You can use the same amount of dough to make 1 pizza in a half sheet pan (13 by 18 inches) if you don't have an al taglio pan. The rising and baking times may vary, however.
This recipe originally appeared in our Fall 2021 issue. Get the magazine here.
In the bowl of a stand mixer fitted with a dough hook, combine 1 2/3 cups warm water with the yeast, whisking until dissolved. With the mixer on low, gradually add the flour and malt powder, mixing until well combined, 7 to 8 minutes. Cover bowl with a clean dish towel and rest for 30 minutes.
Meanwhile, stir the salt into the remaining warm water.
After the dough rests for 30 minutes, mix on medium speed for 8 to 10 minutes. Decrease speed to low and gradually add the salt water, mixing until mostly incorporated. Add the oil in a slow stream until fully incorporated, 2 to 3 minutes. Increase speed to high and mix until dough is smooth, sticky, and elastic, about 3 minutes. Transfer to a lightly oiled rectangular dish or tub (about 12 by 10 inches) and shape into a rectangle. Perform a 4-edge fold by gently stretching each side of the dough rectangle up and across the middle.
Cover dough with a clean dish towel and allow to rise for 2 1/2 hours at room temperature (around 70 degrees). Perform four 4-edge folds (1 fold every 30 minutes after the first 30 minutes) or more until the dough reaches full gluten development. (To assess this, use the windowpane test: Take a small golf ball–size portion of dough in your hands and gently stretch it. The more the dough can stretch without tearing, the more the gluten has developed. The dough will hold the window for at least 8 seconds and can be stretched to the point that it is nearly see-through.) Rest the dough, covered, for 30 minutes after the final fold.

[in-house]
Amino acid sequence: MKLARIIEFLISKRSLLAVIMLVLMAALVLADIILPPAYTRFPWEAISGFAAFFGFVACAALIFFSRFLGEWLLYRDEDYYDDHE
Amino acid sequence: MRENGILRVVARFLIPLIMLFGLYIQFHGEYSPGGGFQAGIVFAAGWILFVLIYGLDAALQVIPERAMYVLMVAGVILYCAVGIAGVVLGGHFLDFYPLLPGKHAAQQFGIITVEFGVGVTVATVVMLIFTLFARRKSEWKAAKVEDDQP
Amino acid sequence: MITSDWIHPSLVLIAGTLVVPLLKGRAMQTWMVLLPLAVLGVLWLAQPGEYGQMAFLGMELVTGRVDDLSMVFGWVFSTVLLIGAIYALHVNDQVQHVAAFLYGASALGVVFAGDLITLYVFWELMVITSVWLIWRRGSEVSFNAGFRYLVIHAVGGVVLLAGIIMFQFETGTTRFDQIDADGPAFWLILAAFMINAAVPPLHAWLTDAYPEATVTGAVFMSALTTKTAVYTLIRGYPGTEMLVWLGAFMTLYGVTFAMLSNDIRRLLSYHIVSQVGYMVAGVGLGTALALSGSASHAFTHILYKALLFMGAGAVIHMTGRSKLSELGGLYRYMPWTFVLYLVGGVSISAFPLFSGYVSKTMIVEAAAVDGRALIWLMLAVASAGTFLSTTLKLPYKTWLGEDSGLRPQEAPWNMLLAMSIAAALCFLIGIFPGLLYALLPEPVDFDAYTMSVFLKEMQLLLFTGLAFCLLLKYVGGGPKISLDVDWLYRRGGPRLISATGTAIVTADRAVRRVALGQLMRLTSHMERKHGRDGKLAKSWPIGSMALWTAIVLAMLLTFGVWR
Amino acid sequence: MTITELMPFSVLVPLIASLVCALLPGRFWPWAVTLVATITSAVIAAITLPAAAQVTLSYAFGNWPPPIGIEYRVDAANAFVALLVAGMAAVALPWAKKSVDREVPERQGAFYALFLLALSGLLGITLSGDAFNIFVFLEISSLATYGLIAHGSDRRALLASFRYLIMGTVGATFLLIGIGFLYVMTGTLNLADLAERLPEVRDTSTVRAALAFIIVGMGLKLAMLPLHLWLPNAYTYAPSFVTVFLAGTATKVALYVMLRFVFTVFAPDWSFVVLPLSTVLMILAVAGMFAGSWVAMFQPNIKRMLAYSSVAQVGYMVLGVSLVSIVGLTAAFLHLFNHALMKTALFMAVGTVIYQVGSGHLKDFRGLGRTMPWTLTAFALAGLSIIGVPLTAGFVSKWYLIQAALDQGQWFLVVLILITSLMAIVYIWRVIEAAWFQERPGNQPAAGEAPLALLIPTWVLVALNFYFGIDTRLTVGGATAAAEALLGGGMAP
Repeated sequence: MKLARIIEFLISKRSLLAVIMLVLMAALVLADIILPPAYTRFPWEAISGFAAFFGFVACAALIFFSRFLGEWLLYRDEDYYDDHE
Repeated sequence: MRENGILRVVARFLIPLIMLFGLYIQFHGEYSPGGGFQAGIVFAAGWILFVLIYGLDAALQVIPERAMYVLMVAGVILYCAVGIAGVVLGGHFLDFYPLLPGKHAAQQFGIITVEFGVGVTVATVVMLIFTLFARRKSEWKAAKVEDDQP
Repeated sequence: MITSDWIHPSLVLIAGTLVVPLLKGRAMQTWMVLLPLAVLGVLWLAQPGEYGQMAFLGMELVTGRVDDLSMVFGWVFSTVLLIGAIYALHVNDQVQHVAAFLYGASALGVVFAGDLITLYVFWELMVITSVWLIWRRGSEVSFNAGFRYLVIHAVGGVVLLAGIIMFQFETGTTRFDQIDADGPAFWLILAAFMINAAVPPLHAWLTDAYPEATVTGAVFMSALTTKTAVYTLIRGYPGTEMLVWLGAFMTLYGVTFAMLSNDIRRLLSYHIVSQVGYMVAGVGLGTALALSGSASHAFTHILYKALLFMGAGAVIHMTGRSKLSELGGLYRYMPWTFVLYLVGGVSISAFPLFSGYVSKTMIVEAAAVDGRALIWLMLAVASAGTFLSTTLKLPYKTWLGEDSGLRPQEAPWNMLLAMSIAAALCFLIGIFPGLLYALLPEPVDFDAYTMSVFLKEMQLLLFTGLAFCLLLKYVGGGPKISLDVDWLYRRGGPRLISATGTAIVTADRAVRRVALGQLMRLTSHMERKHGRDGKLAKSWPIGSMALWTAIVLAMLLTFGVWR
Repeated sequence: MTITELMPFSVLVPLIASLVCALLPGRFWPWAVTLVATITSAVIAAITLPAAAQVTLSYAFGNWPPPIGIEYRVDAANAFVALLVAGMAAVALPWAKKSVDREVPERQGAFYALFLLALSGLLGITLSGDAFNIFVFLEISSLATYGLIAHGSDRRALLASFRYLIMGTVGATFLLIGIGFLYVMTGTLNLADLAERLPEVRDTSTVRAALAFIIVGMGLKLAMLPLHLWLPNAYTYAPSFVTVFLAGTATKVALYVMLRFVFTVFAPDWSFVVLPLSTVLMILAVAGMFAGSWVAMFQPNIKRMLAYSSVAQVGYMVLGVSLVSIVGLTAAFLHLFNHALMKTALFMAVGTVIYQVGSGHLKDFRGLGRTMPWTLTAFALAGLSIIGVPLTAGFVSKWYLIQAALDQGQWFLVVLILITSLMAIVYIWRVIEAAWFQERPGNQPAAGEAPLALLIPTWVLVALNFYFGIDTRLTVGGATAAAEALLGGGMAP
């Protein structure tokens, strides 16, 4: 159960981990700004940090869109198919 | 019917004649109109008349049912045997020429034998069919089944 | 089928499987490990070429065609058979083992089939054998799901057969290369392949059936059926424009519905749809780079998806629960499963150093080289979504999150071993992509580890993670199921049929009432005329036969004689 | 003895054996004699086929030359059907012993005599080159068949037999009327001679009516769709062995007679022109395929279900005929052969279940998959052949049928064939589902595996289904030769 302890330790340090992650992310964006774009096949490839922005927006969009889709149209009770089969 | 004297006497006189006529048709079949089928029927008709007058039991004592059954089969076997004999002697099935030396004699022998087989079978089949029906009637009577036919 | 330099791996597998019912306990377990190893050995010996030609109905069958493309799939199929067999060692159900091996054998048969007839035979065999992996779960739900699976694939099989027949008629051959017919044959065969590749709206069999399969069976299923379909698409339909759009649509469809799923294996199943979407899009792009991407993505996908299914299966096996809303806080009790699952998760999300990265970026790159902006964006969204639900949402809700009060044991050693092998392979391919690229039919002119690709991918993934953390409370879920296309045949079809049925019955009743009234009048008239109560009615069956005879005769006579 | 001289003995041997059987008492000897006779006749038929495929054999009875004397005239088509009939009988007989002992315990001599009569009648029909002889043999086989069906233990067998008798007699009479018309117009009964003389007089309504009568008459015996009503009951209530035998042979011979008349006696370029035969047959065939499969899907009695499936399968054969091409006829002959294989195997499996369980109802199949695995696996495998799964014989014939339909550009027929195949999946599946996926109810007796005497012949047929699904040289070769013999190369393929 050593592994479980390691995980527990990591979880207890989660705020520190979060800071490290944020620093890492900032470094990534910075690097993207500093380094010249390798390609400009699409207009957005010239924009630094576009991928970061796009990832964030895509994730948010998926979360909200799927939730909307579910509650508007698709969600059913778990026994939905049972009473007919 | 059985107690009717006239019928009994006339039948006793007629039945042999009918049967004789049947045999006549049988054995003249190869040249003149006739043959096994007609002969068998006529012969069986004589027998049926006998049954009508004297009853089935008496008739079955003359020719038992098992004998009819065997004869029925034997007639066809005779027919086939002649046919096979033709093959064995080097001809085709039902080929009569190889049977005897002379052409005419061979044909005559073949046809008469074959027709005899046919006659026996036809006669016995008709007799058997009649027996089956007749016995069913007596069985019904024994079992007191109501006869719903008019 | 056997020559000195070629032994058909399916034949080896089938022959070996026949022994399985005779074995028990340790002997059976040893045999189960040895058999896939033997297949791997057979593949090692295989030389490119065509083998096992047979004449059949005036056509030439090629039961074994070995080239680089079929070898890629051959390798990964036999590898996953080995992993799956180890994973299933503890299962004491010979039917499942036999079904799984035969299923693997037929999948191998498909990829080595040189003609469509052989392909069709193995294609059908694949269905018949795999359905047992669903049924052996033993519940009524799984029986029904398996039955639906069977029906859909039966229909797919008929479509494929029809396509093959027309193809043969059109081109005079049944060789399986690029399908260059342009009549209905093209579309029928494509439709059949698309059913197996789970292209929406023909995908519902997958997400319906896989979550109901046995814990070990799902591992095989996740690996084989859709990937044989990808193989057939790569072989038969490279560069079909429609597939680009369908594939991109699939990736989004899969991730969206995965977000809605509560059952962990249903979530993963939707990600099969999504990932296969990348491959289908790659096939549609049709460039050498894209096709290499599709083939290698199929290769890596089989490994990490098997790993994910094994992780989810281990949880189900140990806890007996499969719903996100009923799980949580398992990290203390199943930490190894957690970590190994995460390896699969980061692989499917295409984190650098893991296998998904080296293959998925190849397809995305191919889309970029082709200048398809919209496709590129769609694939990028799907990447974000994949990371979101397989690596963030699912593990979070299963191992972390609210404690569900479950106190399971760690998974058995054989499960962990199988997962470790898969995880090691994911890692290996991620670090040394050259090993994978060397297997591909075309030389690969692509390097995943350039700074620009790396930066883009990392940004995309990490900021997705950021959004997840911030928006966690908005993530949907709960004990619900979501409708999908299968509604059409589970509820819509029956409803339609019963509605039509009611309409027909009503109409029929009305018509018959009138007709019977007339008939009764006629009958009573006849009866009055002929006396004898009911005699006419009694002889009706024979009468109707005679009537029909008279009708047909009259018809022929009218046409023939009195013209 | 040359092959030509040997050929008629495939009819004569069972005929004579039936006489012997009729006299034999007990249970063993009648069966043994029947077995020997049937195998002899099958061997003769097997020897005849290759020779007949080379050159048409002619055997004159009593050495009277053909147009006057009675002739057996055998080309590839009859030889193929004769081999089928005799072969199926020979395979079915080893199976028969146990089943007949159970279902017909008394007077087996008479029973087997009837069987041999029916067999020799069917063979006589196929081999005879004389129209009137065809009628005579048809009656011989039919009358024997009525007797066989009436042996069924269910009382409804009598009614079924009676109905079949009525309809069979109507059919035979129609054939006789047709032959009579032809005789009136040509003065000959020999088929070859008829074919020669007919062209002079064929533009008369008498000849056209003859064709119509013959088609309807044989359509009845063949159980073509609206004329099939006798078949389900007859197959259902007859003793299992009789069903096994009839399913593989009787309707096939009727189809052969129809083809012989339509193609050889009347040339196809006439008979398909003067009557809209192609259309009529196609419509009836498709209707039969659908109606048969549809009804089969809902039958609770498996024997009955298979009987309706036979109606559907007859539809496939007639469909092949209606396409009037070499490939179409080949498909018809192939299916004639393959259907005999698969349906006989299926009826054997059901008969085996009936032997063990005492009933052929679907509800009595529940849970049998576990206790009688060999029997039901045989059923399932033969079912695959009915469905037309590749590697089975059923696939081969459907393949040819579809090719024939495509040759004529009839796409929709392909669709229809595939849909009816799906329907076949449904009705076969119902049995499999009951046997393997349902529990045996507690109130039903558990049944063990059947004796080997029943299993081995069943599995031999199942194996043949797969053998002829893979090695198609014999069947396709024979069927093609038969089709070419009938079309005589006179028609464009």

Generously oil two 8-by-24-inch al taglio pizza pans (or one half sheet pan, 13 by 18 inches). If using al taglio pans, divide the dough in half. Perform a 4-edge fold on each dough piece and transfer to the prepared pan(s), seam-side down, trying to maintain the rectangular shape. Cover with lightly greased plastic wrap and rest for 30 minutes.
After 30 minutes, stretch the dough gently but assertively without damaging it to try to fill the pans. Proof for 3 hours at room temperature, covered with lightly greased plastic wrap. After the first hour, using lightly greased hands, stretch the dough again to fill the pans as evenly as possible, being careful not to tear it. It's OK if the dough doesn't reach the corners. (Test for proof using the fingertip test: Gently press dough for 2 seconds; it should leave a small dent that will slowly spring back.)
Follow the shaping, assembly, and baking instructions in the finished pizzas.
Traditional al taglio pans are rectangular and made of steel. The Modernist Cuisine team found the heavy aluminum Lloyd Pans work the same way.